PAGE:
Australia has one of the most sophisticated water markets in the world, particularly notable for the ways in which government can return water to the environment.
Water markets allow the return of this water through two main mechanisms. The first is buybacks, in which the government purchases water licences directly from willing irrigators via an open tender process.
The second involves subsidising irrigation infrastructure on (and off) farms to improve water efficiency, with a percentage of the assumed water savings being transferred to a licence held by the government.
However, open tender buybacks essentially stopped in 2014 in favour of infrastructure projects. This was due to the widespread belief that buybacks were inflating the price of water and causing economic hardship in rural communities.
Our research, published in Resource and Energy Economics, set out to test this assumption of the impact of water recovery on water markets. We found that water scarcity (due to seasonal change or water allocation reductions) had far more influence on water prices than government water recovery. In fact, voluntary, open tender buybacks are the most cost-effective and low-risk option for increasing river flow.
By ignoring this option, we are hamstringing Australia’s ability to flexibly cope with drought conditions and long-term climate change.
Lessons from 20 years of data
My colleagues and I wanted to understand the impact of government water recovery on the Murray-Darling Basin’s water markets. To do so, we needed to understand the dynamics and drivers of the markets both before and after buybacks began.
We looked at monthly prices over twenty years in the Goulburn catchment in New South Wales (1A Greater Goulburn) - both for permanent water markets (where a water licence is permanently transferred) and temporary ones (a seasonal transfer of water).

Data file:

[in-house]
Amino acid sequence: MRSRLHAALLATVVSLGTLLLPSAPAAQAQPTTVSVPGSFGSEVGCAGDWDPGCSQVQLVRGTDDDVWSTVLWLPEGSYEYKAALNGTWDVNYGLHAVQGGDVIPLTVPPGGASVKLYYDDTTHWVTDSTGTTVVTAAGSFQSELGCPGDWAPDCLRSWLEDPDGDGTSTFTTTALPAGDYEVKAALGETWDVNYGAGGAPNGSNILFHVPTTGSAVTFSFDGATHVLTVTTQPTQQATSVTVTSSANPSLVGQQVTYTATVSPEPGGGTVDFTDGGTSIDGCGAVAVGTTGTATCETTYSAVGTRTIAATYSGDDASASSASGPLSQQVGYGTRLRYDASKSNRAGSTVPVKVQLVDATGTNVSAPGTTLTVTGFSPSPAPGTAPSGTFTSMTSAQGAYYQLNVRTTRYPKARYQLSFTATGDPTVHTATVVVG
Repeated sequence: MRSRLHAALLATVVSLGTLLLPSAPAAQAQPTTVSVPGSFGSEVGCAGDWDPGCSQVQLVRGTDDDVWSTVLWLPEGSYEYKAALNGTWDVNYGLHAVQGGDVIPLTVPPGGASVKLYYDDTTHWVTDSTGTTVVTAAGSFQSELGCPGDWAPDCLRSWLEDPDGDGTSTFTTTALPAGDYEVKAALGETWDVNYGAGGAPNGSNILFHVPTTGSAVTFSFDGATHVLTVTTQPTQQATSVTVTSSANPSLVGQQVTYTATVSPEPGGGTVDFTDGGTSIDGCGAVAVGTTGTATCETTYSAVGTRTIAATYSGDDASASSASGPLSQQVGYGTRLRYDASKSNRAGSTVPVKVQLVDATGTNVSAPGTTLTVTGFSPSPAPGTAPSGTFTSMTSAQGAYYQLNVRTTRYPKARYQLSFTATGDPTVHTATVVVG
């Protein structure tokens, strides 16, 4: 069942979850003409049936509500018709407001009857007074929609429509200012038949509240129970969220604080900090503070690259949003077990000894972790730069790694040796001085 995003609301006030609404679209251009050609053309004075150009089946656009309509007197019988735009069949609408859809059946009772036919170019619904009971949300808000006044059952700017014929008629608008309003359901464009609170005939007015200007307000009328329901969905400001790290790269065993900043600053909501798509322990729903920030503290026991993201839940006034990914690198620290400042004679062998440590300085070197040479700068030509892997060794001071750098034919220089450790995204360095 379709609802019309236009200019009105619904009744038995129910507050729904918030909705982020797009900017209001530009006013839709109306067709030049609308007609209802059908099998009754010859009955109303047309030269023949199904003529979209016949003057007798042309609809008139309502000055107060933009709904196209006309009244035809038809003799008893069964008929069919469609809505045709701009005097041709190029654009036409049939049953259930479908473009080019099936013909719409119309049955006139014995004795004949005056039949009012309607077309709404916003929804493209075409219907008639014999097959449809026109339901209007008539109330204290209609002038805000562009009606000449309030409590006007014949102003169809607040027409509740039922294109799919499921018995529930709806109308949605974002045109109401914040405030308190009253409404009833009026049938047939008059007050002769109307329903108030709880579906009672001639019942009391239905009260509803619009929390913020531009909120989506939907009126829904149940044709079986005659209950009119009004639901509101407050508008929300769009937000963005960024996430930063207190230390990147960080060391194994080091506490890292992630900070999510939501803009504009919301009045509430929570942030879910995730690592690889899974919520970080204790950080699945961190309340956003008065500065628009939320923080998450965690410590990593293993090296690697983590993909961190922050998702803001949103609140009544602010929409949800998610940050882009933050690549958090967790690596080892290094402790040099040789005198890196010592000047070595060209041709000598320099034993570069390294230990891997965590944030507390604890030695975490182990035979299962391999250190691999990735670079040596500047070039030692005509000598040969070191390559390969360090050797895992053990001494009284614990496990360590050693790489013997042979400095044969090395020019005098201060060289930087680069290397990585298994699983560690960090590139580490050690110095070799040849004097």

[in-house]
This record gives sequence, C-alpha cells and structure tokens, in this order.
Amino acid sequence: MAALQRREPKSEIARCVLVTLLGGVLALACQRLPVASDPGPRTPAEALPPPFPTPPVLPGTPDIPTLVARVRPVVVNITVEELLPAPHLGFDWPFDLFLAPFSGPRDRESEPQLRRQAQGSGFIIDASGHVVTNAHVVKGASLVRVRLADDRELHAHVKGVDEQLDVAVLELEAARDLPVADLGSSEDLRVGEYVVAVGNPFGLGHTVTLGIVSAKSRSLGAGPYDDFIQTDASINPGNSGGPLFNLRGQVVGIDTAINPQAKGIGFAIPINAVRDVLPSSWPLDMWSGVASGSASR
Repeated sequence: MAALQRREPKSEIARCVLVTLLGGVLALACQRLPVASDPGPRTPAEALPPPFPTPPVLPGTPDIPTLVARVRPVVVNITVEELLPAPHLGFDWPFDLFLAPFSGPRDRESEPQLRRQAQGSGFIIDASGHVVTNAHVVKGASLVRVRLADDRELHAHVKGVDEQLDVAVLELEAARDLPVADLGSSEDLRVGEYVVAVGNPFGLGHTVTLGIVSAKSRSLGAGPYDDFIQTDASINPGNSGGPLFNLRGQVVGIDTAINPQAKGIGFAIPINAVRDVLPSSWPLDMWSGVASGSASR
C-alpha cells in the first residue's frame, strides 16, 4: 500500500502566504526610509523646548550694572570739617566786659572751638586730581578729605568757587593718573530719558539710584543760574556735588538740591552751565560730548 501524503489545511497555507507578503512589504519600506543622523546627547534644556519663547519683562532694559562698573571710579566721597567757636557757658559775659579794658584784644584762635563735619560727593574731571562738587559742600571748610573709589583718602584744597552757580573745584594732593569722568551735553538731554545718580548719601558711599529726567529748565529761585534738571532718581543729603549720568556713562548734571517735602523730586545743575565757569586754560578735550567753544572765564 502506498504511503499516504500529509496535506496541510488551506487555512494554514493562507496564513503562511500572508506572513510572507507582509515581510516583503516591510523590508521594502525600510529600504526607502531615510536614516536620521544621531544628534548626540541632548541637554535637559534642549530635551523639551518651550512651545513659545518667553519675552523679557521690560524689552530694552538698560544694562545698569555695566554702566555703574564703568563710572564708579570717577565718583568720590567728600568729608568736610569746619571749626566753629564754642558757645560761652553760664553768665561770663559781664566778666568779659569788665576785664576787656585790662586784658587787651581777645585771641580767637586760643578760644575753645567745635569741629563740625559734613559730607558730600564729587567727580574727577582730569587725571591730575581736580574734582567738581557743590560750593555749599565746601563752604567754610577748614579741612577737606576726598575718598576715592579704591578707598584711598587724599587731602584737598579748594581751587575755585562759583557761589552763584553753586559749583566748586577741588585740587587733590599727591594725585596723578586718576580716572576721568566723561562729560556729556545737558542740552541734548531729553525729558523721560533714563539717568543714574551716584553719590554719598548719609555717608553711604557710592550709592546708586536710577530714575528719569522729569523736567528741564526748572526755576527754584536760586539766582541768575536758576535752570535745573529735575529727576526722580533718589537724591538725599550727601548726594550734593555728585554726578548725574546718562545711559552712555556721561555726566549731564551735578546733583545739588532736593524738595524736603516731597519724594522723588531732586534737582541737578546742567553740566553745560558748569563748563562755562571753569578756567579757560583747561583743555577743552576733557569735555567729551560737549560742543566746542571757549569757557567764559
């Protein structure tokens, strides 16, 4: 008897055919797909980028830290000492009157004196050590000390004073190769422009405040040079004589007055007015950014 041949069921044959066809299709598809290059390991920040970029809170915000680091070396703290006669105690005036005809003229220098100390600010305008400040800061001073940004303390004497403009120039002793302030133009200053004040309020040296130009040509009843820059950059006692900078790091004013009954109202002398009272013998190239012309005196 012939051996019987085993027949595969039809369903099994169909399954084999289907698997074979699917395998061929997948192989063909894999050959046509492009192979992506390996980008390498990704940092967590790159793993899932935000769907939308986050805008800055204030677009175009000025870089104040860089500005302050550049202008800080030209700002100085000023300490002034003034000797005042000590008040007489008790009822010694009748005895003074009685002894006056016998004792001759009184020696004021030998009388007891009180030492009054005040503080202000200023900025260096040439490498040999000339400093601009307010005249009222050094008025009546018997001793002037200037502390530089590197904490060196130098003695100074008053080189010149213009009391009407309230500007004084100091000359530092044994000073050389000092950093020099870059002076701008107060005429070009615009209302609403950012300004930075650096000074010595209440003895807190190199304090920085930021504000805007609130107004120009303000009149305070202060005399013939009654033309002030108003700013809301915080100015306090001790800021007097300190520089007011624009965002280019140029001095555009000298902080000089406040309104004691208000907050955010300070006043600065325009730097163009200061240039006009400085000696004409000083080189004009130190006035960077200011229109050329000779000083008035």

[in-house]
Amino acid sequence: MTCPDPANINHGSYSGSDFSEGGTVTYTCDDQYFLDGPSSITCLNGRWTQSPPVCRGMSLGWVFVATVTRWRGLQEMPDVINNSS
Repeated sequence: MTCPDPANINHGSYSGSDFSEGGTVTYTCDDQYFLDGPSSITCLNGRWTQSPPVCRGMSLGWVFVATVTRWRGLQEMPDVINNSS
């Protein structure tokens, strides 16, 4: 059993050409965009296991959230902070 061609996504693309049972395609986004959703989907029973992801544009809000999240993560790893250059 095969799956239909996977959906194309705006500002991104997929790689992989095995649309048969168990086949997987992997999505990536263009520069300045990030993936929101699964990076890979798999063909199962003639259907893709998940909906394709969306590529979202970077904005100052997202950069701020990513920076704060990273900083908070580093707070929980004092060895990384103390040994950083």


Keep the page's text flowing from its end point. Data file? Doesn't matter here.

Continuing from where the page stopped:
The drivers of water market prices in temporary and permanent water markets are different, but market dynamics are similar: market volatility shocks go from prices to volumes.
Temporary water trade is driven by water scarcity, caused by factors such as seasonal fluctuation in water allocated to licences and the weather. Conversely, permanent water trade is influenced by a combination of past prices and temporary water prices.
What about government intervention?
We found no evidence that government water recovery influenced water prices in either market in a statistically significantly way.
However, we did find that increases in the amount of water recovered by the government reduced the volume of temporary water traded. This is probably due to the fact that many irrigators who sold water to the government had been selling surplus temporary water, and this volume was then taken out of the market.
We also found that government water recovery increased the volatility of temporary market prices and volumes, signalling potential increased risk and uncertainty for irrigators engaging in temporary water markets.
These results are significantly different to previous estimates by consultants, some of which suggest government buybacks cause temporary water market prices to double.